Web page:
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Tuesday April 6, 2010 Edition
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Pilot Gig

Staff , students and volunteers from the Lake Champlain Maritime Museum and  the Diversified Occupations Program of the Hannaford Career Center in Middlebury with the  32-foot pilot gig they are building.  Planking has been completed and ribs installed.
photo by Joe Schmidt
Staff , students and volunteers from the Lake Champlain Maritime Museum and the Diversified Occupations Program of the Hannaford Career Center in Middlebury with the 32-foot pilot gig they are building. Planking has been completed and ribs installed.

Tuesday April 6, 2010

By Joe Schmidt

   A surprising number of small boats are constructed in Vermont, even though it is the only New England state without access to the ocean. Many are built at the Lake Champlain Maritime Museum.Two hundred years ago, when cargo ships driven by sail reached a harbor, they would wait offshore for a guide to lead them past shoals and other dangers. The Pilot Gig, a small six oared craft, was often used even in turbulent seas,  to transport a mariner with local knowledge to the waiting vessel.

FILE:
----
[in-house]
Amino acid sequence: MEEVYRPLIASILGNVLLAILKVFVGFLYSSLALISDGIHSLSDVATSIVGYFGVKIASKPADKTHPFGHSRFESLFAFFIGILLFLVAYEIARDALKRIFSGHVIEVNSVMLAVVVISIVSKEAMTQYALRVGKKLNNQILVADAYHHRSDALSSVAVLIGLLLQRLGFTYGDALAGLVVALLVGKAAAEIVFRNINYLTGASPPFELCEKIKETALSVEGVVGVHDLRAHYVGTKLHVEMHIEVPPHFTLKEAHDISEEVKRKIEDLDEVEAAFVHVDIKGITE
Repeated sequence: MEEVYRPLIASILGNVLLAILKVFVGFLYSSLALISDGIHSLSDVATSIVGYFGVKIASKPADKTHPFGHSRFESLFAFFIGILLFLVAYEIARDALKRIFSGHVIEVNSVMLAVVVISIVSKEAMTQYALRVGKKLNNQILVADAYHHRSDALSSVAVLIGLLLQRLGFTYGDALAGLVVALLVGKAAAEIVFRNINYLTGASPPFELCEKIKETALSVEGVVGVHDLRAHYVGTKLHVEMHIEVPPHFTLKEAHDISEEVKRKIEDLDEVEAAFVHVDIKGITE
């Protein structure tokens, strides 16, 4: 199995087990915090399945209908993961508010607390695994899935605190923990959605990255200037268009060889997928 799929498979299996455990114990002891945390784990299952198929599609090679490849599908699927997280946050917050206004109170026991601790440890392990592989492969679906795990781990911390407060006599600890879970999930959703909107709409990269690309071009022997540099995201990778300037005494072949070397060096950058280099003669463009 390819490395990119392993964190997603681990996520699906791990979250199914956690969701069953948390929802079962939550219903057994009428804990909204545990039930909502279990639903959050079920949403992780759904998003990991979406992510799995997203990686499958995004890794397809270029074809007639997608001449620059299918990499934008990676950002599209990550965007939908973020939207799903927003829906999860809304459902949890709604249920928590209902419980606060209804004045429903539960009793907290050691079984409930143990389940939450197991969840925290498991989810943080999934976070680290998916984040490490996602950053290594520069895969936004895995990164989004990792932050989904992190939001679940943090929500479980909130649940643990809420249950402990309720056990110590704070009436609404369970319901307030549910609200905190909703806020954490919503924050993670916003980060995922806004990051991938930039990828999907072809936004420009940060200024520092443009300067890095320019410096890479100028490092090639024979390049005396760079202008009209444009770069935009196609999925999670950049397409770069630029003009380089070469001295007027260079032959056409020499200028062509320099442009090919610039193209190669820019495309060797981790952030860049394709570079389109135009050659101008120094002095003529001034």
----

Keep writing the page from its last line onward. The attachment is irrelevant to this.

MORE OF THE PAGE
Each spring In a corner of the museum grounds  a large shed hums with activity.  Students from the Hannaford Career Center spend five months constructing a pilot gig following the lines of the 32-foot craft "Treffry" built in 1838 by William Peters of  St. Mawes, England
They use wood selected a year earlier in nearby forests. Cut with a portable mill, it is stacked and allowed to dry for twelve months.

    The assembly process begins  with the exterior surface of the gig.  Long overlapping  planks are fastened together with thousands of  copper clinch nails.  To stiffen the hull  oak ribs are placed every six inches  and secured  with rivets.  On this year's craft still to be added are seats, rails, oarlocks and other stiffening members.

    Boat names and color are chosen by the student builders - previous selections  included Red Wing, Triton, Northern Sun, Firefly, Bow Fin, Osprey, Eclipse and Crouching Lion

    The Lake Champlain Maritime museum assigns three skilled marine artisans from their staff to work with the students on a full time basis -  Nick Patch,  Lianna Tennal and Kerry Batdorf

    A well kept secret , not know until launch day, May 20, is the delicate , decorative work on the rudder designed  and constructed by volunteer Geoff Kerr - owner of Two Daughters Boat Works in Westford, Vermont.

    Additional volunteers are generous with their time, working with the students one or two days a week - Ed McGuire, Jon Woodbury, Henry Geller,  Al Stiles and Don Dewees.

    Once complete the boats become part of the museum's rowing program. More than 400 adults and students participants in this activity annually.

 


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